Chief Executive of the Hong Kong Monetary Authority Eddie Yue Wai-man speaks at a press conference in Hong Kong on March 16, 2020. (PARKER ZHENG / CHINA DAILY)
HONG KONG - The US interest-rate rise cycle will not affect Hong Kong’s financial stability as the city’s monetary and financial markets have operated in an orderly manner, and the linked exchange-rate system remains robust, Hong Kong Monetary Authority Chief Executive Eddie Yue Wai-man said on Thursday.
Yue made the remarks during a media briefing hours after the city’s de facto central bank raised the base rate by 75 basis points to 2.75 percent, following the US Federal Reserve’s interest rate hike of the same amount. This is the Fed’s second such increase in just over a month in an effort to curb its domestic inflation, which has been running at a four-decade high.
Yue said there is considerable uncertainty about the pace of the Fed’s hawkish path as it is a daunting task for the US to strike a balance between economic growth and containing inflation.
HKMA Chief Executive Eddie Yue said that the aggregated balance of HKMA’s financial assets may decrease at a faster pace in the current interest-rate rise cycle, but the rate hikes will not affect the banking system or bad debts, given measures introduced to make sure borrowers have the ability to repay their mortgage loans in the midst of a rising-rate environment
“As the US continues to raise interest rates to tame the high inflation, Hong Kong will need to follow under the linked exchange-rate system,” said Yue.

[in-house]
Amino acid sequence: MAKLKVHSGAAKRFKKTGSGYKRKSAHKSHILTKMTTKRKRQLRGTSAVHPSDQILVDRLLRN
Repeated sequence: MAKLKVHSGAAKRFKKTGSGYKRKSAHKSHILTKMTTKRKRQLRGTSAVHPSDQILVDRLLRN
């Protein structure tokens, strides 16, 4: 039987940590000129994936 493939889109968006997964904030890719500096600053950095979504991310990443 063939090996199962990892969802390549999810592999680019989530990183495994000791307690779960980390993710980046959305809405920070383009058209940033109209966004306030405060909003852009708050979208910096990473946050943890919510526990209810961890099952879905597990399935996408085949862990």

The pace of rising rates has sparked worries about capital outflow and the effectiveness of the Hong Kong dollar’s 39-year-old peg to its US counterpart. Under the linked exchange-rate system, the HKMA has a mandate to keep the currency trading at HK$7.75 to HK$7.85 per US dollar by buying and selling local dollars.
Since May, the HKMA has intervened in the currency markets several times to defend the peg system, which resulted in a decrease in the aggregated balance of Hong Kong’s banking system.
Yue said that the aggregated balance of HKMA’s financial assets may decrease at a faster pace in the current interest-rate rise cycle, but the rate hikes will not affect the banking system or bad debts, given measures introduced to make sure borrowers have the ability to repay their mortgage loans in the midst of a rising-rate environment.
But Yue said there is no need to worry about the HKMA’s frequent intervention as the yield gap between the Hong Kong dollar and its US counterpart will gradually narrow when the balance of the banking system falls to a certain level. “With less carry trade in the market, the exchange rate will return to equilibrium,” he added.
Hong Kong’s foreign-exchange reserves are well prepared to support the system even amid capital outflows, Financial Secretary Paul Chan Mo-po said at a news conference on Thursday, adding that the city has solid economic fundamentals and ample reserves to cope with external shocks.
This is clearly shown by more than $440 billion in foreign exchange reserves, or around 1.7 times the monetary base of the Hong Kong dollar.
Chan nevertheless noted that a deteriorating global economy in the second half of the year would inevitably prompt the SAR government to cut the full-year economic forecast. As it stands, the government forecasts economic growth of 1 to 2 percent for this year.
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